Prince William wants his new in-laws to play a larger part than is usual in the wedding. He differs from most of his predecessors in that he has had complete freedom in his choice of bride: Kate Middleton does not come from a royal house or even from the aristocracy—though an ingenious genealogist has found that she is William’s 15th cousin, and her ancestry can be traced back to the 1400s. The Middletons have even offered to share some of the costs—and hopefully this unusual gesture has gotten them more than the 30 invitations that were allotted to Earl Spencer for the wedding of his daughter Diana. The invitations are the responsibility of the Lord Chamberlain’s Office, sometimes in consultation with the Foreign Office—as with Princess Alexandra’s 1963 wedding, to which Prince Sihanouk of Cambodia was to be invited. The Prince had seven wives; which of them would he bring? The invitation was eventually addressed to the Prince “and Madame”—and, after prolonged negotiations, was declined. There are more mundane considerations as well when dealing with those outside the inner circle: When the King of Tonga attended the wedding of Prince William’s parents, a special chair had to be constructed to contain his mighty frame; he was said to weigh 434 pounds.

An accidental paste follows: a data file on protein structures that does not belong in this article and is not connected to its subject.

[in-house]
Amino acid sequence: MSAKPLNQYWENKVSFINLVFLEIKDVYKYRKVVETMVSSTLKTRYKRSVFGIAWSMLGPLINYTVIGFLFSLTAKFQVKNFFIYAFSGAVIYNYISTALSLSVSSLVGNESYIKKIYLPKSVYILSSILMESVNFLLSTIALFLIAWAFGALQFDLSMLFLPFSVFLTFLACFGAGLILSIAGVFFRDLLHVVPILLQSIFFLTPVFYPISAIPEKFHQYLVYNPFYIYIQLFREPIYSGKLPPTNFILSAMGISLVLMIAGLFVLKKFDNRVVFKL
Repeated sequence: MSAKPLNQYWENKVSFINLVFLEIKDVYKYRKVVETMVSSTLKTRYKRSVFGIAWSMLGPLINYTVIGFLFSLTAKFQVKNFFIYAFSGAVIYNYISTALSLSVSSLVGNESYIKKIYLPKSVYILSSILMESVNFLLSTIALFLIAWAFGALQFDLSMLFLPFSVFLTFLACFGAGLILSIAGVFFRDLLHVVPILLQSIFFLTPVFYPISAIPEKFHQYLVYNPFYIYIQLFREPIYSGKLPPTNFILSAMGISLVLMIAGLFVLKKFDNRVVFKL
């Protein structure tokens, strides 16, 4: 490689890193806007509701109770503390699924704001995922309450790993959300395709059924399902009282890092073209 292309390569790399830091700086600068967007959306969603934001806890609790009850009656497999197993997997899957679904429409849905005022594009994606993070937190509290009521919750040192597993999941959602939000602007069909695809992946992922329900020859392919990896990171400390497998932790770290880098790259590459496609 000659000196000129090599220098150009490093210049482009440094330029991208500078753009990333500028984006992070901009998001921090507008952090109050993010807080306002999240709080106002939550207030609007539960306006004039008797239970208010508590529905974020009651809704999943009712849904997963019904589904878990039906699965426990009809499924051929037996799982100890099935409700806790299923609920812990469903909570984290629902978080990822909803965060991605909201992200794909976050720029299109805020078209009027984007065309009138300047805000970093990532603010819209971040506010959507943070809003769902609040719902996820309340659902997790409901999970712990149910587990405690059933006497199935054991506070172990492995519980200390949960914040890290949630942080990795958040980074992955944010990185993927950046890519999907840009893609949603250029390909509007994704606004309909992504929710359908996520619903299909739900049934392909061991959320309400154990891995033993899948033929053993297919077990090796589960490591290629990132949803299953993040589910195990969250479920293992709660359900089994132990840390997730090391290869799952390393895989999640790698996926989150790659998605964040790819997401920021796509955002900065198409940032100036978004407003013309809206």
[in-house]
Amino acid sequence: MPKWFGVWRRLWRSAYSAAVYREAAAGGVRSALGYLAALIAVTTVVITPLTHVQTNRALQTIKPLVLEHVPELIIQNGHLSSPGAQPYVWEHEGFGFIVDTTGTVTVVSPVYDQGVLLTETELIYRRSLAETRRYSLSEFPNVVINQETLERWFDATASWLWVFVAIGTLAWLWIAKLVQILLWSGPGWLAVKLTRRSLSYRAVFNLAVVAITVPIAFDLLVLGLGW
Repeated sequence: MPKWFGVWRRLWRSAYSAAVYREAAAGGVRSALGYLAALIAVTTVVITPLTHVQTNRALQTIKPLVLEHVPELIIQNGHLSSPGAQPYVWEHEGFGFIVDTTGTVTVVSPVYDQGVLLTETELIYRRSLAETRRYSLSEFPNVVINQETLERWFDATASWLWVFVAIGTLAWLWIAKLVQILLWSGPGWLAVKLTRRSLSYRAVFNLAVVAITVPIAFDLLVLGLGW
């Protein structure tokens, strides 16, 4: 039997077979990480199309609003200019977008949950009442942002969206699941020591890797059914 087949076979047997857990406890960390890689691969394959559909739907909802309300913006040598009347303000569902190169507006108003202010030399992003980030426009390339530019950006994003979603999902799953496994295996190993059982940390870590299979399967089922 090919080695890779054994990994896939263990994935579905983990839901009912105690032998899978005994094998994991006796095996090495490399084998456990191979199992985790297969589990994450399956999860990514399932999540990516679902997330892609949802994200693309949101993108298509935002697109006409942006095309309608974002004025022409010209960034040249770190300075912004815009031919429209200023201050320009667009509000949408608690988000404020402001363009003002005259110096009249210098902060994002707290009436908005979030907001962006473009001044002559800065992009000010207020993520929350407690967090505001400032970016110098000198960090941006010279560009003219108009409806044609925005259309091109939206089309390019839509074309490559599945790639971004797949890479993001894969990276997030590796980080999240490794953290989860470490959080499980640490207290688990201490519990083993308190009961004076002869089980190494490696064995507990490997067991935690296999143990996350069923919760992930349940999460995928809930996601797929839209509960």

WHAT WILL THE MEN WEAR?
Normally at such weddings the men in the House of Windsor don full-dress uniform. Since Prince William is in the Royal Air Force, expect him to wear its uniform, complete with the riband and star of the Order of the Garter. In 1981 Prince Charles was in naval uniform, as was his father, the Duke of Edinburgh. Earl Spencer wanted to have a Royal Scots Greys uniform made for the day—he could not fit into his old one—though Diana said she did not want him in uniform. Earl Spencer appealed directly to the Queen, who said, “We must defer to Diana.” (He wore a gray morning suit.)
WHO’S THE BEST MAN?
Up to now it has been a tradition in the House of Windsor for the groom to have two “supporters”—the royal equivalent of best men acting together. But Prince William only has one brother, and so has chosen Prince Harry to be his sole best man.
WILL WE BE ABLE TO SPOT THE REGIMENTAL BRUSHER-DOWN?
In 1981 Sir John Johnston, Comptroller of the Lord Chamberlain’s Office, had a man waiting in a side chapel to attend to any uniforms that did not pass muster. Prince Andrew (one of Prince Charles’s supporters) arrived looking as though he had been rolling on the floor with a Labrador. He was taken aside and brushed down.